MILLER TIME: Thomas Bach’s bid to upstage Sisyphus

The tragic Greek figure of Sisyphus, forever rolling the stone uphill, but will he ever get it over the top?

/It’s a great pleasure to present this guest column by one of the most knowledgeable observers of the Olympic Movement, Britain’s David Miller. For more than 50 years, the former English footballer has covered the Olympic Games and the sports within it, including 15 years as the Chief Sports Correspondent of The Times of London, with stints at the Daily Express and the Daily Telegraph. Author of books on athletics, football and the Olympics, he was Official Historian of the IOC from 1997-2018. His opinions are, of course, his own alone./

The history of the Olympic Games over 124 years has been punctuated by turbulence, mostly the Summer Games, never more so than now. The eight presidents of the IOC prior to Thomas Bach responded not always decisively. The Covid-19 crisis confronting Bach is not merely how to fulfil a postponed Games in Tokyo, but potentially, with essential adjustment, the very continuation of subsequent Games as a unique global festival.

The responsibility resting on Bach, wilful German Olympian and lawyer, is immense – isolated in a lonely hotel suite in Lausanne with the world hanging upon his words. He needs to be up to it, especially in the absence of conspicuous intellectual leadership among younger IOC Members.

Founder de Coubertin was dependent upon a multi-cultural Greek, effective ombudsman and temporary president Vikelas, to launch the inaugural Games. Nondescript Paris and St Louis followed; London and more particularly Stockholm, the latter under guidance of far-sighted Edstrom, established a blueprint. Aristocratic Belgian banker Baillet-Latour faltered in confronting Hitler’s antisemitic Berlin triumphalism; Brundage clumsily misinterpreted Munich’s terrorism; benign Killanin wilted in the face of Montreal and Moscow boycotts.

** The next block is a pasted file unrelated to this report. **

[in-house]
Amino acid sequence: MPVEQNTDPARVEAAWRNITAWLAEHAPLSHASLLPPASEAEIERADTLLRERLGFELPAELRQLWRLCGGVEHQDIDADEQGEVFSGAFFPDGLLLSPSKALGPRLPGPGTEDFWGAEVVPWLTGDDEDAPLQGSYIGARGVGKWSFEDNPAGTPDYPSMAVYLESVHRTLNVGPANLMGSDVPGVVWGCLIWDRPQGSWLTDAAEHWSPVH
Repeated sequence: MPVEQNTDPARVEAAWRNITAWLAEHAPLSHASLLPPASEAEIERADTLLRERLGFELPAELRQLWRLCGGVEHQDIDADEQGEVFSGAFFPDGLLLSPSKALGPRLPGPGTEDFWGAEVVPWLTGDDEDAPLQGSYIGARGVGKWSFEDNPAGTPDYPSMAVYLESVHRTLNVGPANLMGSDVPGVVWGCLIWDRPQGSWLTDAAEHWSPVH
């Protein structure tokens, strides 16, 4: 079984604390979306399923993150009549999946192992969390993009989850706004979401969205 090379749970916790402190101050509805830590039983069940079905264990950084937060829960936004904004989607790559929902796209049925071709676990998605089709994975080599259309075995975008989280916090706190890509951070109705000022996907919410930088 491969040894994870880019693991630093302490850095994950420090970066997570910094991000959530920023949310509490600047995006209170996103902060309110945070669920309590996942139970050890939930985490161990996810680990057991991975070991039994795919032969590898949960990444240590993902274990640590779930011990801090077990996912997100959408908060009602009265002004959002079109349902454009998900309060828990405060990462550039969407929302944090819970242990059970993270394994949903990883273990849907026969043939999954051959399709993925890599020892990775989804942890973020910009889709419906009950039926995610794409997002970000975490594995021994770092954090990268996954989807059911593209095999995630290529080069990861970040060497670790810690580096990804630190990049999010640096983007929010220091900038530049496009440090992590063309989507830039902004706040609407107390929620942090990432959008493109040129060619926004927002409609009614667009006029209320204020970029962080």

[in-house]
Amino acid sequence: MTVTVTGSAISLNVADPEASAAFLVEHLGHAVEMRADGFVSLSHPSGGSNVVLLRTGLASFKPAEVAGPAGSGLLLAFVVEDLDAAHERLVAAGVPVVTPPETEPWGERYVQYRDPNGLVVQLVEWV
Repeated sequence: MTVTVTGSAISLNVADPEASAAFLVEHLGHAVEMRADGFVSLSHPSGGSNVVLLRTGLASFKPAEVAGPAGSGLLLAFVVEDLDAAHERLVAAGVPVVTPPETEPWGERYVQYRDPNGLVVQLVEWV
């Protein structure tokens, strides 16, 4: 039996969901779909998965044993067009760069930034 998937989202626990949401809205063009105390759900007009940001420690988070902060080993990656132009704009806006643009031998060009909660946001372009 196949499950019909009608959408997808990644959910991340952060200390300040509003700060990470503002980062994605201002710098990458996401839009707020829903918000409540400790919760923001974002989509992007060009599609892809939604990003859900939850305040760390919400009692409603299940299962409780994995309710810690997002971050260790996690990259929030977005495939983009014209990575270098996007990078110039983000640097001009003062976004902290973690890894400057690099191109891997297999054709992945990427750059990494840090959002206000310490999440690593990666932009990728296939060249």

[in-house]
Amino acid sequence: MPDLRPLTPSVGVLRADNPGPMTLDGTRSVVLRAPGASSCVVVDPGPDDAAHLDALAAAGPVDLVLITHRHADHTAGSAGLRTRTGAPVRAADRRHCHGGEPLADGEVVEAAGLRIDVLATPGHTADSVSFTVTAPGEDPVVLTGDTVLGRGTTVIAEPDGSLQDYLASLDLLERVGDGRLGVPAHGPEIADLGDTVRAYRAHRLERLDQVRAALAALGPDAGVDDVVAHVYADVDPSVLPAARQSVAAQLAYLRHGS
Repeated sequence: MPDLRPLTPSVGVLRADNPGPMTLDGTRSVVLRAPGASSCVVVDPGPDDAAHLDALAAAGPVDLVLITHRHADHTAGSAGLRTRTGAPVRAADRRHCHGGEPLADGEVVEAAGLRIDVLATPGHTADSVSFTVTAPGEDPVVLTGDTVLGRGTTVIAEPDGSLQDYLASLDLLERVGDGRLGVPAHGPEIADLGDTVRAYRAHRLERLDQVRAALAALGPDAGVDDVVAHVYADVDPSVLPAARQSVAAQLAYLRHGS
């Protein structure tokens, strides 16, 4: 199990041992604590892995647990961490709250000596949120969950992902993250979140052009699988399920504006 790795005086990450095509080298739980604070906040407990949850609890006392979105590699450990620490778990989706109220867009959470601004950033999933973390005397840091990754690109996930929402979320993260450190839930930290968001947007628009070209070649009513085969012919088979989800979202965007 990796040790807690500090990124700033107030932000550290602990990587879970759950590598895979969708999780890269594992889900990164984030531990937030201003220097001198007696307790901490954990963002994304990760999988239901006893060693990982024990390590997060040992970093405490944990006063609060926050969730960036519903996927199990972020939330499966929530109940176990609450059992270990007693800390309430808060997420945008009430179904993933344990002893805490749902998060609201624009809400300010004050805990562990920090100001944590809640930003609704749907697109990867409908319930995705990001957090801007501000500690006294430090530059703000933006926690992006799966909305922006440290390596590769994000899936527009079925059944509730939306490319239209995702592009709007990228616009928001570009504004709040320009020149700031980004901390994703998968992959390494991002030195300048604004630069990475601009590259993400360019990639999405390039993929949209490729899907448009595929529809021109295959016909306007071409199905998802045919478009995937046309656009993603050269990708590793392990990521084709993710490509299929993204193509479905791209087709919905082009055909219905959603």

Samaranch circumvented Soviet boycott of L.A. and even more adroitly negotiated threatened Seoul’s emergence as superb hosts. With minor friction at commercially preoccupied Atlanta, modest Athens, totalitarian Beijing and cash-strapped Rio, the last stretching Thomas Bach’s moral compass in reaction to endemic Russian cheating. Bach, aware of diminishing host availability, then smartly tweaked the Paris-L.A. double election, now dons the mantle for devising escape, both short and long term, from unprecedented health and economic catastrophe. With supposed “safe” South Korea now encountering a renewed infection spike, and Brazil, USA and Russia out of control, a new health “normal” portends a cloud over Paris ’24… and beyond.

Probably by nature autocratic, yet democratic by education and the IOC’s Constitution, Bach has circulated a 13-page memorandum to IOC colleagues inviting ideas prior to an imminent Executive Board meeting. While his presidency has thus far been studiedly self-determining, his scheduled re-election next year ensures he must rely upon opinion from the floor being predominantly behind him. Video conference evidence indicates there is a common mood for reassessment. With open debate on the future Games programme of sports and events, one experienced IOC colleague observes that “everything is on the table”; the streamlining of the current 33-sport leviathan, though as a past vice-president reflects “no matter what may be desirable, it is difficult to do anything while the priority remains, if possible, sustaining Tokyo’s commitment for next year.”